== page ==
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Venezuela official orders probe into former U.N. ambassador

UPDATED: Tue., Dec. 12, 2017

In this Oct. 10, 2014 file photo, Venezuela's Foreign Minister Rafael Ramirez gives a press conference backdropped by an image of independence hero Simon Bolivar, in Caracas, Venezuela. (Ariana Cubillos / Associated Press)
In this Oct. 10, 2014 file photo, Venezuela's Foreign Minister Rafael Ramirez gives a press conference backdropped by an image of independence hero Simon Bolivar, in Caracas, Venezuela. (Ariana Cubillos / Associated Press)
Associated Press

CARACAS, Venezuela – Venezuela’s chief prosecutor has launched a probe into the country’s former oil czar and ambassador to the United Nations for alleged ties to a vast corruption scheme at the state oil company, officials said Tuesday.

The investigation against Rafael Ramirez comes one week after the former longtime head of state oil company PDVSA resigned from his U.N. post on orders from President Nicolas Maduro. Relations between the Venezuelan political heavyweights had become increasingly strained.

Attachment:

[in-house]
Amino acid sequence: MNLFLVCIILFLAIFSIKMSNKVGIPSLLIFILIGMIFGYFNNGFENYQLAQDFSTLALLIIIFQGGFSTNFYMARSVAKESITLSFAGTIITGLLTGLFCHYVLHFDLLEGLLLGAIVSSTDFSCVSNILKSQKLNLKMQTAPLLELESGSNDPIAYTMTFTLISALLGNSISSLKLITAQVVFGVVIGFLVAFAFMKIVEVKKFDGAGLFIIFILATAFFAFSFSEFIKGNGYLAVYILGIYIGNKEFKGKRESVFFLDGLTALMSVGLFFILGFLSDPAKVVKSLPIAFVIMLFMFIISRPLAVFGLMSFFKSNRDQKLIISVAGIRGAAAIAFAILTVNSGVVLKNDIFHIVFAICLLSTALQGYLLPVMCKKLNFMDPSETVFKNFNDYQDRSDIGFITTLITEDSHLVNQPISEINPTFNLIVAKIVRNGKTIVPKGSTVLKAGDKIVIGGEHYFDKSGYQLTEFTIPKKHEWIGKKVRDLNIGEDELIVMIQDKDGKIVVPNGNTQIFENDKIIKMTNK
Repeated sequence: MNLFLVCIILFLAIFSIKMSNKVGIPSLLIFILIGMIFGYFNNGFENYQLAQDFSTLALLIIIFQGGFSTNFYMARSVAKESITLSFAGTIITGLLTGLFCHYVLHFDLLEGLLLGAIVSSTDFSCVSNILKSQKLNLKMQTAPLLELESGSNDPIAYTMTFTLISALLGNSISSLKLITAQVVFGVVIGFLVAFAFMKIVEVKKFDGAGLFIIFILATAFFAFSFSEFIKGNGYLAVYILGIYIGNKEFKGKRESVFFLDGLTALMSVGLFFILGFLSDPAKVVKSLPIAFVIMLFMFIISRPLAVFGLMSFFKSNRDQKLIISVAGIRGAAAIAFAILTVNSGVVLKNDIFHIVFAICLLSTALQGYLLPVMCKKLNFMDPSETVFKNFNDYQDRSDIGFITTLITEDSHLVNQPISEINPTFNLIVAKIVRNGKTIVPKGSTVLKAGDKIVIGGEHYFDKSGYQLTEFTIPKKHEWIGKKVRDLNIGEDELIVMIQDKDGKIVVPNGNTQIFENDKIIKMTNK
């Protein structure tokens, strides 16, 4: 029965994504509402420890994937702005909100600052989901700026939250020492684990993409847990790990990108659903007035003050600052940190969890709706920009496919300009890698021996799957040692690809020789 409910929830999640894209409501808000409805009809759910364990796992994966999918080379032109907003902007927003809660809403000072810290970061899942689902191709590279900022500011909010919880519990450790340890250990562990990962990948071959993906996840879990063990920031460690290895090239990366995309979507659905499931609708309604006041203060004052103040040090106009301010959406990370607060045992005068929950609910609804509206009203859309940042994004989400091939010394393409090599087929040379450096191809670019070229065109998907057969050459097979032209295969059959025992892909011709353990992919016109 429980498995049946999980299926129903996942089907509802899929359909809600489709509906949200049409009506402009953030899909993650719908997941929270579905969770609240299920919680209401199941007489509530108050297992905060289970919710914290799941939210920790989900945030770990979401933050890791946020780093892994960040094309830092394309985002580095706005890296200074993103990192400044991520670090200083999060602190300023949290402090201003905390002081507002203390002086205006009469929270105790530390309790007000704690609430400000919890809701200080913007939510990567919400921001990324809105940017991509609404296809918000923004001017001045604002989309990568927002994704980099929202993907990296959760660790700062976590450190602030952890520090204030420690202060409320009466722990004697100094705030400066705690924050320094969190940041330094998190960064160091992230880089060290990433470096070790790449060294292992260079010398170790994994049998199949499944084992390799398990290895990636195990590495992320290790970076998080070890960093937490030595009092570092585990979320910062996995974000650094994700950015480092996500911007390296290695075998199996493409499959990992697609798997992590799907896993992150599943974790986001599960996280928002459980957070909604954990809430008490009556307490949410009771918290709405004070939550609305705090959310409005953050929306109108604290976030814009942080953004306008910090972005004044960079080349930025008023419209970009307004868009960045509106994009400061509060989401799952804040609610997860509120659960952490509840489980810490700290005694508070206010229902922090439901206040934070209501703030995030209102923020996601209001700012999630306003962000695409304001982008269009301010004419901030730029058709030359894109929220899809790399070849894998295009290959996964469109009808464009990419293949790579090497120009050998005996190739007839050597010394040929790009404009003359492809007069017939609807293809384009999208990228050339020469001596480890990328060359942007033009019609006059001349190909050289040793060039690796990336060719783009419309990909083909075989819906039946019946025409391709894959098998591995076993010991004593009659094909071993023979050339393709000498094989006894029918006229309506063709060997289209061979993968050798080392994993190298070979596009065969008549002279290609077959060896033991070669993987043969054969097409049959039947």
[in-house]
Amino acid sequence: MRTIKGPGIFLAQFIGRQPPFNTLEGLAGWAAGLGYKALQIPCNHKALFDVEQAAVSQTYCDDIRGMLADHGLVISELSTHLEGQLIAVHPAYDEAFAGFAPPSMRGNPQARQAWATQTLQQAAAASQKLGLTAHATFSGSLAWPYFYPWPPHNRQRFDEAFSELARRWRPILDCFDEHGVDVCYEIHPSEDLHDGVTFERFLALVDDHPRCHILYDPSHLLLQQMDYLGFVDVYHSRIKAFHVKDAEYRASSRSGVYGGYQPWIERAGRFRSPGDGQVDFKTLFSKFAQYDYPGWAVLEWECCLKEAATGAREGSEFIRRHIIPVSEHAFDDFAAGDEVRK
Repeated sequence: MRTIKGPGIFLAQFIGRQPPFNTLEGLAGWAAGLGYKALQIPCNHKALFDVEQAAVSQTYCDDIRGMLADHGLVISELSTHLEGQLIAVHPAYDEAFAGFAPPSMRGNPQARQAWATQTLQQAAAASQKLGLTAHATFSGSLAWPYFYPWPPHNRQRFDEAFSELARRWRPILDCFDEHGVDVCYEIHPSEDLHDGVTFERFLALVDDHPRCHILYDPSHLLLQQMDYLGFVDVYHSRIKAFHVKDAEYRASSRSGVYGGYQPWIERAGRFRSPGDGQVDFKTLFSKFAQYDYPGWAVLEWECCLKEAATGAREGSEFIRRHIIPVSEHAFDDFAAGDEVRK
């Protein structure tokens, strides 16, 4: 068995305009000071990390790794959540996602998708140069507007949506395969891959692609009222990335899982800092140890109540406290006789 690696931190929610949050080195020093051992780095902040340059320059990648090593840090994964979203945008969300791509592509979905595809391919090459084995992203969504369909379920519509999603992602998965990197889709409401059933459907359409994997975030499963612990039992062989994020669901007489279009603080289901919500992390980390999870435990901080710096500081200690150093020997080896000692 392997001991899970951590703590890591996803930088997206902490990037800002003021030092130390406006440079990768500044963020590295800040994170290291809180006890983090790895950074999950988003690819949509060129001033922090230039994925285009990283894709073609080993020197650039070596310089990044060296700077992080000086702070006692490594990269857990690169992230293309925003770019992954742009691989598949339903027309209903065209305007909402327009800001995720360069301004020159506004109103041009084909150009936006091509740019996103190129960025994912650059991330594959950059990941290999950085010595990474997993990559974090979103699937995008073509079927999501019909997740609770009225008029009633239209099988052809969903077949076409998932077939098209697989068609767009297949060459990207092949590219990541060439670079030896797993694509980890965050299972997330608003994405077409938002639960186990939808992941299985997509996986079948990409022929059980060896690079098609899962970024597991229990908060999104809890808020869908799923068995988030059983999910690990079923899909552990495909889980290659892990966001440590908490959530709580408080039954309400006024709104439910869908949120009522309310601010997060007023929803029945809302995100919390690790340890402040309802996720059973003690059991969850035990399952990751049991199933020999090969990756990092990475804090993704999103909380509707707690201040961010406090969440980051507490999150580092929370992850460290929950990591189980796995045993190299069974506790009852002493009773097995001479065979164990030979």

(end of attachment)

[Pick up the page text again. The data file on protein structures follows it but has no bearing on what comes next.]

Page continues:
With oil production low and an economic crisis playing out, Maduro ordered a shake-up of PDVSA, the source of almost all of Venezuela’s foreign currency earnings.

Dozens of oil officials have been arrested in recent weeks, including two former oil ministers. Ramirez’s cousin, Diego Salazar, has also been arrested on suspicion of helping siphon off $1.6 billion to banks in the European principality of Andorra.

Chief prosecutor Tarek William Saab called Salazar a “direct partner of Rafael Ramirez” on Tuesday when he announced the investigation into Ramirez for links to the corruption scheme at the state oil company.

Ramirez, who was never part of Maduro’s inner circle, is believed to have been the ultimate target of housecleaning at PDVSA, which he led for 12 years. He was later named as Venezuela’s U.N. ambassador.

Prosecutors have not announced any charges against Ramirez. Since resigning, he has denied taking part in any corruption schemes and has not made his whereabouts public after leaving New York.

He did not respond to a request by the Associated Press seeking comment.

Ramirez had becoming increasingly critical of Maduro’s government amid an unprecedented economic crisis, saying he felt the need to speak out on policies he knew a great deal about from tenure running PDVSA.

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